Or, let’s say you know you’ll need to make a big purchase down the road, such as new exercise equipment for your gym. You could open an equipment account and start accumulating those funds now (rather than potentially facing the sudden expense when a machine breaks down). This will also help you prevent going into debt through financing when it’s time to buy equipment, and you may be able to negotiate a nice discount with a vendor if you can pay cash.
Or maybe you want to invest in continuing education courses for your staff. If it’s important enough to be a goal, create an account for professional development and start saving for it. Even if you and your team haven’t identified exactly what those courses will be, you’ll have the funds ready when you do.
Maybe you want to embark on a marketing push for your business, which will involve hiring multiple vendors. Having a separate marketing account might encourage you to determine a budget in advance and stay true to it, without comingling those expenses with all the other things in OPEX.
Creating more accounts ensures that money is there when you need it to be. It’s really all about preparation and peace of mind.
How to Put Money in Advanced Accounts
So you’ve determined you need to create some extra accounts. How are you going to make this work within your Profit First system? Where will the money come from?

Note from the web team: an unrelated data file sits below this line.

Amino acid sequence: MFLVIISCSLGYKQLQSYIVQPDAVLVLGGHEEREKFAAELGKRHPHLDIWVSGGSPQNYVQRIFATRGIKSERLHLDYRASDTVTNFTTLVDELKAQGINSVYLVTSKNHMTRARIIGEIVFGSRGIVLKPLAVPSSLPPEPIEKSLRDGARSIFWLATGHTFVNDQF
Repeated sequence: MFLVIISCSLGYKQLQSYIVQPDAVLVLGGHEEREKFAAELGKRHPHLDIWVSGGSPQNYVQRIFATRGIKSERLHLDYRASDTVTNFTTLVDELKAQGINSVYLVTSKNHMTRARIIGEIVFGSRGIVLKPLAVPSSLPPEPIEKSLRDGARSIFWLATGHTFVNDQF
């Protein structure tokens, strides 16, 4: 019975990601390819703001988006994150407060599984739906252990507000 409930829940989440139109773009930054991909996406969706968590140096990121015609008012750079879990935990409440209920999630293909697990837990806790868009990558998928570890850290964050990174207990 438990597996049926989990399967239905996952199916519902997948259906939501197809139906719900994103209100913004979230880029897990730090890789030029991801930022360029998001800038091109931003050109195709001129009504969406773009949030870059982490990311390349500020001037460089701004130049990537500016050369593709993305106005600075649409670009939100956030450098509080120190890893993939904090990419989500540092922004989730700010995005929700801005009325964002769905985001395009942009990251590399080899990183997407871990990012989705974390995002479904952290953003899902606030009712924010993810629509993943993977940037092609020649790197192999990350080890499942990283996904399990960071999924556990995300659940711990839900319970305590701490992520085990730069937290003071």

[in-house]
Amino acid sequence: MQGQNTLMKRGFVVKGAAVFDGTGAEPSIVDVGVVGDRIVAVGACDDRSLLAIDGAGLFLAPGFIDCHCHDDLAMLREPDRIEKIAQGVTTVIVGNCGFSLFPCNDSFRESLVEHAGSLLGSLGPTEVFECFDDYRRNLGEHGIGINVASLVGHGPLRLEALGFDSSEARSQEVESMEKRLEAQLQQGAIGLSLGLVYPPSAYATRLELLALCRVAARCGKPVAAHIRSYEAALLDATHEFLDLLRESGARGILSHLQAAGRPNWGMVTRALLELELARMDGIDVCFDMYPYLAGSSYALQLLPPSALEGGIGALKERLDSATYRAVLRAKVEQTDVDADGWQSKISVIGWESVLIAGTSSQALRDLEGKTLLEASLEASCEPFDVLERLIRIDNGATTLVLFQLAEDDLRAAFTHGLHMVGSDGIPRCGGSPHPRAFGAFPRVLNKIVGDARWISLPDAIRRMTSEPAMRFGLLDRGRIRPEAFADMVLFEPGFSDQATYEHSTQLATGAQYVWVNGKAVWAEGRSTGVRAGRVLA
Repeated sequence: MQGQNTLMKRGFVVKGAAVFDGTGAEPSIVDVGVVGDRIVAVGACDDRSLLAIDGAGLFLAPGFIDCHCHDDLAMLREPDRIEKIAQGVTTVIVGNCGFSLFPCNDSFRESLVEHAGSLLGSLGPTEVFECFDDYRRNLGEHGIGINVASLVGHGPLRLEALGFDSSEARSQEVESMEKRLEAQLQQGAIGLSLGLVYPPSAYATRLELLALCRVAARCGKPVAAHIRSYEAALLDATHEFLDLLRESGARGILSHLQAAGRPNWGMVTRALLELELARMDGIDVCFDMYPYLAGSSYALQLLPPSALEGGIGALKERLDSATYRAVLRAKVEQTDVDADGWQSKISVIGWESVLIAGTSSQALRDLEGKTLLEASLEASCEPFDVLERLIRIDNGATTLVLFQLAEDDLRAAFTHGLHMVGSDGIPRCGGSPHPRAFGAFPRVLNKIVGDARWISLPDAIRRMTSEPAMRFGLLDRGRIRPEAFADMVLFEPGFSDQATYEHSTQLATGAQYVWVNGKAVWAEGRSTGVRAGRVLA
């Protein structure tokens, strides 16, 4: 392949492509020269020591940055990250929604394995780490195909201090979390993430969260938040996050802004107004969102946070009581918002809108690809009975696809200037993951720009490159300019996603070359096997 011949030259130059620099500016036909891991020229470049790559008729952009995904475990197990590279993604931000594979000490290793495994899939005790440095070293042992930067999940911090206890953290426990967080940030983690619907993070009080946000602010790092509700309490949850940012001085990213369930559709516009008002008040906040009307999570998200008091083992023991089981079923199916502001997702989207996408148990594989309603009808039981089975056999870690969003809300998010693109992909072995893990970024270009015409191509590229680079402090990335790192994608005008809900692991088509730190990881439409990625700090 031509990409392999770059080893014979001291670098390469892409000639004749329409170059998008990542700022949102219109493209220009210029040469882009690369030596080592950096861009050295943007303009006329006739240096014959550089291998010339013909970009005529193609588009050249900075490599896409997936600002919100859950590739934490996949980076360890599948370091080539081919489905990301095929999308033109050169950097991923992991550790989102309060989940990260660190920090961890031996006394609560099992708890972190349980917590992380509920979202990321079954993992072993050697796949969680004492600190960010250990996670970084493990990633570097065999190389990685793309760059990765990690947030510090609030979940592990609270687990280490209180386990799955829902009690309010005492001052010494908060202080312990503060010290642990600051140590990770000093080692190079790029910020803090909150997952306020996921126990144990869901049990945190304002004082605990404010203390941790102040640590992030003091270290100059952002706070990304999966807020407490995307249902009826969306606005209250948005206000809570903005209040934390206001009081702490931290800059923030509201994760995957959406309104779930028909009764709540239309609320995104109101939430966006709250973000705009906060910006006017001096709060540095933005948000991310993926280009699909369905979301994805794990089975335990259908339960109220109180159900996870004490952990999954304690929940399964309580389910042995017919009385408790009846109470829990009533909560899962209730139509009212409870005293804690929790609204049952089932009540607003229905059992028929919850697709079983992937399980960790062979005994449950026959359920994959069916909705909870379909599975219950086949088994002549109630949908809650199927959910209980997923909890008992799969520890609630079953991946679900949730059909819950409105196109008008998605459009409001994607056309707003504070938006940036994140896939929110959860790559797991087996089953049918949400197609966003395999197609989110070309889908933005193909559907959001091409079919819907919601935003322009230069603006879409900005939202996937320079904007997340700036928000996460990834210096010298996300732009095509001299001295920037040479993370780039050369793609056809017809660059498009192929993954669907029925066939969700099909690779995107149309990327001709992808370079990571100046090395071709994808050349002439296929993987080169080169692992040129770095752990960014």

Like the examples we’ve been talking about here, most of the advanced accounts that our clients set up are to isolate and cover specific business expenses. In the absence of a new account, you’d be paying these bills out of OPEX. So you’re almost always looking at reallocating money from OPEX when you create an advanced account.
Your allocation target is quite simply how much money you want to invest into the thing you’re creating the account for, and in how much time you want to achieve it. That affiliate fee is $3000 per year? Divide it by 12, and figure out the percentage of your income that equates to. (You want to accumulate $10,000 in an equipment account in the next 8 months? Divide $10,000 by 8 and figure out the percentage of your income that equates to.)
You’ll then subtract that percentage from your current OPEX allocation percentage. Your OPEX funds aren’t really being reduced per se; they’re being redistributed into new accounts so you can very clearly target money toward specific expenses.
Advanced Accounts Can Come and Go
You don’t have to use advanced accounts all the time. You can start one this quarter for a big purchase, then stop adding to it when you’ve saved enough for that purchase.
For example, when I’m thinking about growing our team, I start transferring money into my New Hire account. I won’t actually bring them on board until I’ve got at least one month of their salary in there (and provided I was able to comfortably accumulate that pay within one month’s time. Check out our important guidance on this in How to Profit First Your Way to Team Growth). Once I’ve actually hired them, I’ll transfer the funds to the payroll account, and let the new hire account remain dormant for a while—until I’m thinking about hiring again.
Occasionally there are times when the creation of an extra account won’t be for an expense, or when it might make more sense to assign dollar amount allocations rather than percentages. Let us help you navigate these trickier cases.